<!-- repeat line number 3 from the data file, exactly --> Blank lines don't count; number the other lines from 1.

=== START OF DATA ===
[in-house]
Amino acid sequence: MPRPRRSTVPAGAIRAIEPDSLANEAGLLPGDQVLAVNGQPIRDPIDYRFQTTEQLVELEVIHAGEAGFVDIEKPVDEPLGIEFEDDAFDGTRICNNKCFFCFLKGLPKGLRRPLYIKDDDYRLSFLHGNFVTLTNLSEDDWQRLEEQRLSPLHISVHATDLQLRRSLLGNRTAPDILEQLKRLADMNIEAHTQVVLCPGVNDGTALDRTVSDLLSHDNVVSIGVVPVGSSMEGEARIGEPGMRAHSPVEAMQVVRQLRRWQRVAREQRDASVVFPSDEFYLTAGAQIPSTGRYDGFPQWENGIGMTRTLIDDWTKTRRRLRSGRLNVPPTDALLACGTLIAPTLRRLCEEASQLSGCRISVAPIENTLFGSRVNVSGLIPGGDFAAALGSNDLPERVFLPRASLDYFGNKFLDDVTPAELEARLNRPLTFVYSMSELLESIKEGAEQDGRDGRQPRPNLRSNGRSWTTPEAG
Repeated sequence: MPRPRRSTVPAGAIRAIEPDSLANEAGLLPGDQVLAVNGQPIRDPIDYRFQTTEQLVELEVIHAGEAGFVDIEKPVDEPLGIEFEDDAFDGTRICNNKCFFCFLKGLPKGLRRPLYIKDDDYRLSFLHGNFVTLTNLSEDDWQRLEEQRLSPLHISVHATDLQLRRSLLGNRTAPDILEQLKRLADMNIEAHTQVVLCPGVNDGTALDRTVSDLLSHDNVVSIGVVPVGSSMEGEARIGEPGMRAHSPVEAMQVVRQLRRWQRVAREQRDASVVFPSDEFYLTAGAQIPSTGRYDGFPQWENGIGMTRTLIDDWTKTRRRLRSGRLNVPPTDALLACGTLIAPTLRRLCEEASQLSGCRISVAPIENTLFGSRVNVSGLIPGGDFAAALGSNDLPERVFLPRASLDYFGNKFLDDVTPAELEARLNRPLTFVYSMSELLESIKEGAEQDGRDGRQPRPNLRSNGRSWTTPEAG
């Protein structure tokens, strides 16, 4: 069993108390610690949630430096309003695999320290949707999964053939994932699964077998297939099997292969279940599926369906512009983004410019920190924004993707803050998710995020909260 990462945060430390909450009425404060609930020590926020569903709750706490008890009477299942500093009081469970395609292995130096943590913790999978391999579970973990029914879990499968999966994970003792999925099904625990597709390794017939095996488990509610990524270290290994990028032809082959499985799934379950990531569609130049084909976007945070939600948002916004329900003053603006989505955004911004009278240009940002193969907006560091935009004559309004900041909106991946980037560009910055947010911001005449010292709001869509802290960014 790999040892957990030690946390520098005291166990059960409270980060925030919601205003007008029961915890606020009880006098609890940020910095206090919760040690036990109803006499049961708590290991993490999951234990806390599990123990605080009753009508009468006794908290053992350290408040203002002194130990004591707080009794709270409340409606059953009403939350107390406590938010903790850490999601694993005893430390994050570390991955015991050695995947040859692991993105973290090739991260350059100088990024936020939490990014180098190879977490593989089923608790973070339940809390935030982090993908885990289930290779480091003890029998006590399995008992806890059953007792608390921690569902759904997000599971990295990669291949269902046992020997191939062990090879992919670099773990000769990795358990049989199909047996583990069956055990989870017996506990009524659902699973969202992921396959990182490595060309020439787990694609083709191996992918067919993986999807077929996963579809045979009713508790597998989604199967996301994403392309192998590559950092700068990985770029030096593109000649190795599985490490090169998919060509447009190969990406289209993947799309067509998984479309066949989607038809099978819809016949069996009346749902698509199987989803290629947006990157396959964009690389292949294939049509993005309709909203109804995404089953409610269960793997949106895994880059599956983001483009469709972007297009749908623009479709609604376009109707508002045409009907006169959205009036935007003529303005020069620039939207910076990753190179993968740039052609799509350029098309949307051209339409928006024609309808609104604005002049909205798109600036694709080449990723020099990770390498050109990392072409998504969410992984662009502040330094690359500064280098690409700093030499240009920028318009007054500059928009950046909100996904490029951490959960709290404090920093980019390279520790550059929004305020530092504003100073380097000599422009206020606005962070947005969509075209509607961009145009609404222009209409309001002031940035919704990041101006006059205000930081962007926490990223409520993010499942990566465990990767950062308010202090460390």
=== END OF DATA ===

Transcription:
Repeated sequence: MPRPRRSTVPAGAIRAIEPDSLANEAGLLPGDQVLAVNGQPIRDPIDYRFQTTEQLVELEVIHAGEAGFVDIEKPVDEPLGIEFEDDAFDGTRICNNKCFFCFLKGLPKGLRRPLYIKDDDYRLSFLHGNFVTLTNLSEDDWQRLEEQRLSPLHISVHATDLQLRRSLLGNRTAPDILEQLKRLADMNIEAHTQVVLCPGVNDGTALDRTVSDLLSHDNVVSIGVVPVGSSMEGEARIGEPGMRAHSPVEAMQVVRQLRRWQRVAREQRDASVVFPSDEFYLTAGAQIPSTGRYDGFPQWENGIGMTRTLIDDWTKTRRRLRSGRLNVPPTDALLACGTLIAPTLRRLCEEASQLSGCRISVAPIENTLFGSRVNVSGLIPGGDFAAALGSNDLPERVFLPRASLDYFGNKFLDDVTPAELEARLNRPLTFVYSMSELLESIKEGAEQDGRDGRQPRPNLRSNGRSWTTPEAG